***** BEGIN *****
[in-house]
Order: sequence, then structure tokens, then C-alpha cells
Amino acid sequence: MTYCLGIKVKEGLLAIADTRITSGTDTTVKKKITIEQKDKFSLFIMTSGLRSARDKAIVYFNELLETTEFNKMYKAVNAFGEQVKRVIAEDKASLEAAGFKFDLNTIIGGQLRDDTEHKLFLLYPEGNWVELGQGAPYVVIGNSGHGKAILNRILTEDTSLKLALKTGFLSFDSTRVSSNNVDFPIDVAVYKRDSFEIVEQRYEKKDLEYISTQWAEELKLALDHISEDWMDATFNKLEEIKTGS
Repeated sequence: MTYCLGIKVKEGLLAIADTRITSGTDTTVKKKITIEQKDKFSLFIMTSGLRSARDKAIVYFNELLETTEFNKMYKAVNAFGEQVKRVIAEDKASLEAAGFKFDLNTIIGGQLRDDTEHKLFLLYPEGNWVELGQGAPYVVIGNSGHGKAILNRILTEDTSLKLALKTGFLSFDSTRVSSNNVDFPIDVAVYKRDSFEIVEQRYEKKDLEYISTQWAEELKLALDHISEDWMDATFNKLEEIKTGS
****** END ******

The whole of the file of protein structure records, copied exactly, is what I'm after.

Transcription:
[in-house]
Order: sequence, then structure tokens, then C-alpha cells
Amino acid sequence: MTYCLGIKVKEGLLAIADTRITSGTDTTVKKKITIEQKDKFSLFIMTSGLRSARDKAIVYFNELLETTEFNKMYKAVNAFGEQVKRVIAEDKASLEAAGFKFDLNTIIGGQLRDDTEHKLFLLYPEGNWVELGQGAPYVVIGNSGHGKAILNRILTEDTSLKLALKTGFLSFDSTRVSSNNVDFPIDVAVYKRDSFEIVEQRYEKKDLEYISTQWAEELKLALDHISEDWMDATFNKLEEIKTGS
Repeated sequence: MTYCLGIKVKEGLLAIADTRITSGTDTTVKKKITIEQKDKFSLFIMTSGLRSARDKAIVYFNELLETTEFNKMYKAVNAFGEQVKRVIAEDKASLEAAGFKFDLNTIIGGQLRDDTEHKLFLLYPEGNWVELGQGAPYVVIGNSGHGKAILNRILTEDTSLKLALKTGFLSFDSTRVSSNNVDFPIDVAVYKRDSFEIVEQRYEKKDLEYISTQWAEELKLALDHISEDWMDATFNKLEEIKTGS